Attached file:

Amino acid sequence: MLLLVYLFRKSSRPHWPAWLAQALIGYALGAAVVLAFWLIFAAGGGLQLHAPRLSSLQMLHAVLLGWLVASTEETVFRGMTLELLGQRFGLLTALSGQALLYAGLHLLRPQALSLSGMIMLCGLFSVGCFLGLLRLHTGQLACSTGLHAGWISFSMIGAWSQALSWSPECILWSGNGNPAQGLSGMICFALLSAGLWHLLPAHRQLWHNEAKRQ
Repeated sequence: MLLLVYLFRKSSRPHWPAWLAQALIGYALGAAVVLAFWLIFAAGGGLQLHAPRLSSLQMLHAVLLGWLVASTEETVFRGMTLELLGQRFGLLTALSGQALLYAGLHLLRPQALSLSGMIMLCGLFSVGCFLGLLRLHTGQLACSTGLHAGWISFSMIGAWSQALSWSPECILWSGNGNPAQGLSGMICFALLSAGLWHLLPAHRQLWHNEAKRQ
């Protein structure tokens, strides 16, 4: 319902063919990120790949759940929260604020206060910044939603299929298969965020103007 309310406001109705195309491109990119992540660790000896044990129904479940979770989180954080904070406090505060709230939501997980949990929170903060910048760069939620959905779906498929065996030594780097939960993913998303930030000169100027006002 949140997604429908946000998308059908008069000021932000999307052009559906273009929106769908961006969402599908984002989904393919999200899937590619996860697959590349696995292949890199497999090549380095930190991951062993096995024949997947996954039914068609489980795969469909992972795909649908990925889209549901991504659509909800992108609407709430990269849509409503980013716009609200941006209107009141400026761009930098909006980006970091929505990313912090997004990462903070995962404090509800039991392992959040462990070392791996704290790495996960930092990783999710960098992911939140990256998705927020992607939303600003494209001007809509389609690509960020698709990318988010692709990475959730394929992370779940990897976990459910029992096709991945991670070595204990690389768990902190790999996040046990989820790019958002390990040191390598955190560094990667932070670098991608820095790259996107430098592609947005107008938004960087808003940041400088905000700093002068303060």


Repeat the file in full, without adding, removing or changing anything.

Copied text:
Amino acid sequence: MLLLVYLFRKSSRPHWPAWLAQALIGYALGAAVVLAFWLIFAAGGGLQLHAPRLSSLQMLHAVLLGWLVASTEETVFRGMTLELLGQRFGLLTALSGQALLYAGLHLLRPQALSLSGMIMLCGLFSVGCFLGLLRLHTGQLACSTGLHAGWISFSMIGAWSQALSWSPECILWSGNGNPAQGLSGMICFALLSAGLWHLLPAHRQLWHNEAKRQ
Repeated sequence: MLLLVYLFRKSSRPHWPAWLAQALIGYALGAAVVLAFWLIFAAGGGLQLHAPRLSSLQMLHAVLLGWLVASTEETVFRGMTLELLGQRFGLLTALSGQALLYAGLHLLRPQALSLSGMIMLCGLFSVGCFLGLLRLHTGQLACSTGLHAGWISFSMIGAWSQALSWSPECILWSGNGNPAQGLSGMICFALLSAGLWHLLPAHRQLWHNEAKRQ
């Protein structure tokens, strides 16, 4: 319902063919990120790949759940929260604020206060910044939603299929298969965020103007 309310406001109705195309491109990119992540660790000896044990129904479940979770989180954080904070406090505060709230939501997980949990929170903060910048760069939620959905779906498929065996030594780097939960993913998303930030000169100027006002 949140997604429908946000998308059908008069000021932000999307052009559906273009929106769908961006969402599908984002989904393919999200899937590619996860697959590349696995292949890199497999090549380095930190991951062993096995024949997947996954039914068609489980795969469909992972795909649908990925889209549901991504659509909800992108609407709430990269849509409503980013716009609200941006209107009141400026761009930098909006980006970091929505990313912090997004990462903070995962404090509800039991392992959040462990070392791996704290790495996960930092990783999710960098992911939140990256998705927020992607939303600003494209001007809509389609690509960020698709990318988010692709990475959730394929992370779940990897976990459910029992096709991945991670070595204990690389768990902190790999996040046990989820790019958002390990040191390598955190560094990667932070670098991608820095790259996107430098592609947005107008938004960087808003940041400088905000700093002068303060």